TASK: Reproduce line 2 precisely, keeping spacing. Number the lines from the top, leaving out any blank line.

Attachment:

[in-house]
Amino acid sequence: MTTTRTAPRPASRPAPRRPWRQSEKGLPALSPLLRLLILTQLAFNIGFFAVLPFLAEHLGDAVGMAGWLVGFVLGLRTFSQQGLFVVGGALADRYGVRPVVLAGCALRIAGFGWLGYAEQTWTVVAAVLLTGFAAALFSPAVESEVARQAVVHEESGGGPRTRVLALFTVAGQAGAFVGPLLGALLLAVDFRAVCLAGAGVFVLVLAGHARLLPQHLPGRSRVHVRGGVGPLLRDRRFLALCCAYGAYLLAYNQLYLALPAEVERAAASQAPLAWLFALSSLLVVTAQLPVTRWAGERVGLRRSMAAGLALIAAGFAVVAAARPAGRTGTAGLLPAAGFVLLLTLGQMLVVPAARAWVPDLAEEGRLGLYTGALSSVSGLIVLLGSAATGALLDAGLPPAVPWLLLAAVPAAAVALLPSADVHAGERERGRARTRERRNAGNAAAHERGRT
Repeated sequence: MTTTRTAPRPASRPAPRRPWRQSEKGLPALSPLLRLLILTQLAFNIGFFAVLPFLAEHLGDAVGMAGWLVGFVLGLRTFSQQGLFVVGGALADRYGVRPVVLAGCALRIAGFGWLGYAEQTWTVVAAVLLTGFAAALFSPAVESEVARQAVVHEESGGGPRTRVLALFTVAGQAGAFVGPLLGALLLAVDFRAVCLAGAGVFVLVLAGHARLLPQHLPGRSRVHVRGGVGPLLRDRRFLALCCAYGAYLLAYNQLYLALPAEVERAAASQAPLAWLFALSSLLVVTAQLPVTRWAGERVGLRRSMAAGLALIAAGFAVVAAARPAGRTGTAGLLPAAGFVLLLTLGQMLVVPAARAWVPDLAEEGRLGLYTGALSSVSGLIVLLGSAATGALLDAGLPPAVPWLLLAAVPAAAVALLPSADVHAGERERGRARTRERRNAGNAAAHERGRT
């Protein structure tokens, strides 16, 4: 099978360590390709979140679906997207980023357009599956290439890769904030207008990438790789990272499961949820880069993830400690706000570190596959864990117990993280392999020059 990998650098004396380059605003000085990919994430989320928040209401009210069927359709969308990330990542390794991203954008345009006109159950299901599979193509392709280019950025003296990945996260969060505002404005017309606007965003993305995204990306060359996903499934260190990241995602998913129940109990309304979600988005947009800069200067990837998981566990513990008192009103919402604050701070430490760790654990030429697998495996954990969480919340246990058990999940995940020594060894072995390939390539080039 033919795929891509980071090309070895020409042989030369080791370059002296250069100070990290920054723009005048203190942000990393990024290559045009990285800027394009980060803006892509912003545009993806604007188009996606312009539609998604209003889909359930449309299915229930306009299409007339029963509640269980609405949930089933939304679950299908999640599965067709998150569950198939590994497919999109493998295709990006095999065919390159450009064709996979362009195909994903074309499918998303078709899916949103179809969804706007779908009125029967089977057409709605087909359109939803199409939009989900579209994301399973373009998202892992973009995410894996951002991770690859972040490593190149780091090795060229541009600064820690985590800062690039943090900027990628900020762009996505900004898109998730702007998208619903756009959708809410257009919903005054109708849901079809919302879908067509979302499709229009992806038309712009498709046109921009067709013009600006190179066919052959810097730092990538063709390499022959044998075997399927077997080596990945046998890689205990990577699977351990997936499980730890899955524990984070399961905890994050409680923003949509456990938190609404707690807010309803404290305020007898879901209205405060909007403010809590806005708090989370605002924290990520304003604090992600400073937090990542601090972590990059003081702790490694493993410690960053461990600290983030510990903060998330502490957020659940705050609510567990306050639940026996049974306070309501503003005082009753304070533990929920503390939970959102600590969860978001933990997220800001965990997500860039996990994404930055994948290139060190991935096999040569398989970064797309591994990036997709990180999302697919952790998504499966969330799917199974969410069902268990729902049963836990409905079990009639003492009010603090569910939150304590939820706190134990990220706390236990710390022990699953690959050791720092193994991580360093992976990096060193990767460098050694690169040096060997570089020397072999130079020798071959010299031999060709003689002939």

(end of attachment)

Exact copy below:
Amino acid sequence: MTTTRTAPRPASRPAPRRPWRQSEKGLPALSPLLRLLILTQLAFNIGFFAVLPFLAEHLGDAVGMAGWLVGFVLGLRTFSQQGLFVVGGALADRYGVRPVVLAGCALRIAGFGWLGYAEQTWTVVAAVLLTGFAAALFSPAVESEVARQAVVHEESGGGPRTRVLALFTVAGQAGAFVGPLLGALLLAVDFRAVCLAGAGVFVLVLAGHARLLPQHLPGRSRVHVRGGVGPLLRDRRFLALCCAYGAYLLAYNQLYLALPAEVERAAASQAPLAWLFALSSLLVVTAQLPVTRWAGERVGLRRSMAAGLALIAAGFAVVAAARPAGRTGTAGLLPAAGFVLLLTLGQMLVVPAARAWVPDLAEEGRLGLYTGALSSVSGLIVLLGSAATGALLDAGLPPAVPWLLLAAVPAAAVALLPSADVHAGERERGRARTRERRNAGNAAAHERGRT